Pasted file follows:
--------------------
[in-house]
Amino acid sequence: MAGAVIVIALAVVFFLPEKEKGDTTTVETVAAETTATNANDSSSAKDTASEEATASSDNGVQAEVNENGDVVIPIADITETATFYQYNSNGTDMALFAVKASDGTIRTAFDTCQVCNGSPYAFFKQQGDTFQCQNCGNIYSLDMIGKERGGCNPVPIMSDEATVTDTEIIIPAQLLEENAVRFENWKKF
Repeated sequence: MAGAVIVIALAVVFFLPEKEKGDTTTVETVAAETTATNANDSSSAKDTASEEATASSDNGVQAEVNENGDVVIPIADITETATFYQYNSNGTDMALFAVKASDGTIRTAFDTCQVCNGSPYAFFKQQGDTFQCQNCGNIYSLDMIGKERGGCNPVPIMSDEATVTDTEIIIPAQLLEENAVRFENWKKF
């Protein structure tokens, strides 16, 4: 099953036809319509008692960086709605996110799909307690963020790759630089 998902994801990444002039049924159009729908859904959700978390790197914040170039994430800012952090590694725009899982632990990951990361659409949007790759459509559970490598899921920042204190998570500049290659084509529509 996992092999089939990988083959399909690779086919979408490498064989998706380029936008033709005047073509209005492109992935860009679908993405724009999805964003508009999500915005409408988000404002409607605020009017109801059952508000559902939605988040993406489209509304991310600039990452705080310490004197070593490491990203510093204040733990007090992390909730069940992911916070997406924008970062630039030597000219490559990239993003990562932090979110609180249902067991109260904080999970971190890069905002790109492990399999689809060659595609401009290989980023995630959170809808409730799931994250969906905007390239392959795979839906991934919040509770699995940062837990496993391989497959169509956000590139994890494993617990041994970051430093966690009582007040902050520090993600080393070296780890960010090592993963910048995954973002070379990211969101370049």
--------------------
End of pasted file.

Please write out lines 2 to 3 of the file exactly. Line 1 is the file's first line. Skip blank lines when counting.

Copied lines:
Amino acid sequence: MAGAVIVIALAVVFFLPEKEKGDTTTVETVAAETTATNANDSSSAKDTASEEATASSDNGVQAEVNENGDVVIPIADITETATFYQYNSNGTDMALFAVKASDGTIRTAFDTCQVCNGSPYAFFKQQGDTFQCQNCGNIYSLDMIGKERGGCNPVPIMSDEATVTDTEIIIPAQLLEENAVRFENWKKF
Repeated sequence: MAGAVIVIALAVVFFLPEKEKGDTTTVETVAAETTATNANDSSSAKDTASEEATASSDNGVQAEVNENGDVVIPIADITETATFYQYNSNGTDMALFAVKASDGTIRTAFDTCQVCNGSPYAFFKQQGDTFQCQNCGNIYSLDMIGKERGGCNPVPIMSDEATVTDTEIIIPAQLLEENAVRFENWKKF